I'm a holder of VHY. I checked the distribution tax estimates reported on the ASX site for the fund. The last distribution that included capital gains was June 2018. The last 6 distributions have been significantly lower and have had no capital gains proportion. Historically the distributions had spikes which seemed to correlate with capital gains but this hasn't happened for the last 18 months. My take is that these capital gains distributed formed part of the dividend increasing the amount paid. Now that the capital gains are not being distributed the dividend total is significantly down. In a notice to unit holders Vanguard mentioned deciding to distribute capital gains in the March 2018 dividend. My take is that AMIT allows them to decide to distribute capital gains and when to distribute them. That they haven't distributed any for VHY in the last 18 months seems a bit rubbish.

I took a glance at the VAS distributions and noticed a drop off in capital gains distributed. 1 out of 4 dividend payments included a capital gains component in 2019.

I'm far from the expert but that's my take. I'm saddened by the whole thing if my assumptions are correct. In theory the payoff for AMIT is presumably an advantageous change in your cost base, an advantage only when it comes time to sell the shares, something I don't intend on doing so BOO again :(

I hope I've got it all wrong and AMIT is working in my favour but from my limited reading/research it looks awful.
« Last Edit: January 08, 2020, 04:43:33 AM by Rob_S »

Alchemisst

  • Stubble
  • **
  • Posts: 111
Re: Australian Investing Thread
« Reply #4735 on: January 08, 2020, 08:54:38 PM »
I recently moved to Sunsuper for the reason you mentioned. Setting up a new account online was quick. There were the usual index options. I'm 100% unhedged international stocks. Making an investment selection was simple. These days rolling your $ over from one fund to another is painless and can be handled online. I've been in the fund for about 4 months now with no complaints. The fees in Sunsuper aren't that bad, all up its cheap though Hostplus is cheaper (depending on the investment you select). One thing to consider is the insurance attached to each fund (if you need cover).

Thanks for the reply, but what about currency risk if you're 100% unhedged? Is there an option to add some hedging?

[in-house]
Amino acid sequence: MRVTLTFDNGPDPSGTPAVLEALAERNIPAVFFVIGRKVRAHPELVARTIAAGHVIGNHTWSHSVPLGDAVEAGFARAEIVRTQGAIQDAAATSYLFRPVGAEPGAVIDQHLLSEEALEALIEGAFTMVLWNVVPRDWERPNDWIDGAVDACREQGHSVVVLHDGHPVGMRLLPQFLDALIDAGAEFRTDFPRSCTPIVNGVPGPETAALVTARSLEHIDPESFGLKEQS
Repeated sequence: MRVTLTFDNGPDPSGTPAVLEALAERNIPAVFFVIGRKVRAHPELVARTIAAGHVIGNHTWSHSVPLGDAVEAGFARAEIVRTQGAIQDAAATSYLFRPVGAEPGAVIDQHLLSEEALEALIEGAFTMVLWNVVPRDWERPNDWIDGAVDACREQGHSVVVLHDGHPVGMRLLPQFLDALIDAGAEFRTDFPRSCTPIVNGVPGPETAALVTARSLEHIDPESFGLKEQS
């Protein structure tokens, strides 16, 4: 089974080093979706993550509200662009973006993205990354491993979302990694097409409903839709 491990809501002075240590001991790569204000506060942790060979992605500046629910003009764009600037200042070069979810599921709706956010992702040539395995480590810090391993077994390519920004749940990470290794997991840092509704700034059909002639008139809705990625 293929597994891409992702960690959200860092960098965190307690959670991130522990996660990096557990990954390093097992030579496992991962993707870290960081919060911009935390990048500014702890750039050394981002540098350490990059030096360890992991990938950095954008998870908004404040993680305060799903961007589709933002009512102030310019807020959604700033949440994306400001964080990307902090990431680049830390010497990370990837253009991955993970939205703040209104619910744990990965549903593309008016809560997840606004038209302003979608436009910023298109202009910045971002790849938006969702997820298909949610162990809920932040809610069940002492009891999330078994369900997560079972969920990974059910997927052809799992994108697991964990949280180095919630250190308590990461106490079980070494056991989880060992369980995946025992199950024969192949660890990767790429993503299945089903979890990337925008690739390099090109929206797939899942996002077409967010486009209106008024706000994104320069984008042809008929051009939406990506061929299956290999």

mrmoonymartian

  • Stubble
  • **
  • Posts: 189
  • Age: 38
  • Location: Brisbane
Re: Australian Investing Thread
« Reply #4736 on: January 09, 2020, 01:41:15 AM »
I recently moved to Sunsuper for the reason you mentioned. Setting up a new account online was quick. There were the usual index options. I'm 100% unhedged international stocks. Making an investment selection was simple. These days rolling your $ over from one fund to another is painless and can be handled online. I've been in the fund for about 4 months now with no complaints. The fees in Sunsuper aren't that bad, all up its cheap though Hostplus is cheaper (depending on the investment you select). One thing to consider is the insurance attached to each fund (if you need cover).

Thanks for the reply, but what about currency risk if you're 100% unhedged? Is there an option to add some hedging?
Yes, for the VGS-equivalent (at the same cost as unhedged). No, for the VGE-equivalent (side-note: this is the US-domiciled EM fund, so extremely cheap compared to most other options). It's easy to get them to tailor insurance to suit your needs (I did).

For the comparison I've done (Sunsuper vs ChoicePlus/Hostplus), Hostplus has a higher base admin fee ($258 vs $78), but lower % admin fee (0% vs 0.1%). So Sunsuper is cheaper for smaller staches, but not bigger staches. For me the breakeven is around $200-300k, depending how often I want to pay the brokerage in ChoicePlus ($10). But the investing options are the biggest difference - being able to choose from a heap of ETFs in ChoicePlus. Still not every option I'd like, but much more freedom than Sunsuper. I'm considering running both to get all the assets I want at the best price - eg. autotrickle into Sunsuper and manual lump into Hostplus occasionally.

lush

  • 5 O'Clock Shadow
  • *
  • Posts: 99
Re: Australian Investing Thread
« Reply #4737 on: January 09, 2020, 02:55:12 PM »
hope I've got it all wrong and AMIT is working in my favour but from my limited reading/research it looks awful.

Hi Rob, I am so glad you responded and are seeing the same as I am.
I set up our Vanguard accounts for Early retirement - meaning distributions, this is now a problem for me. The market has been performing so well and I almost cry at the returns I get each quarter for the amount of money invested. I don't mind going with the highs and lows, but this low level returns almost seem ongoing - as you said about 18 months.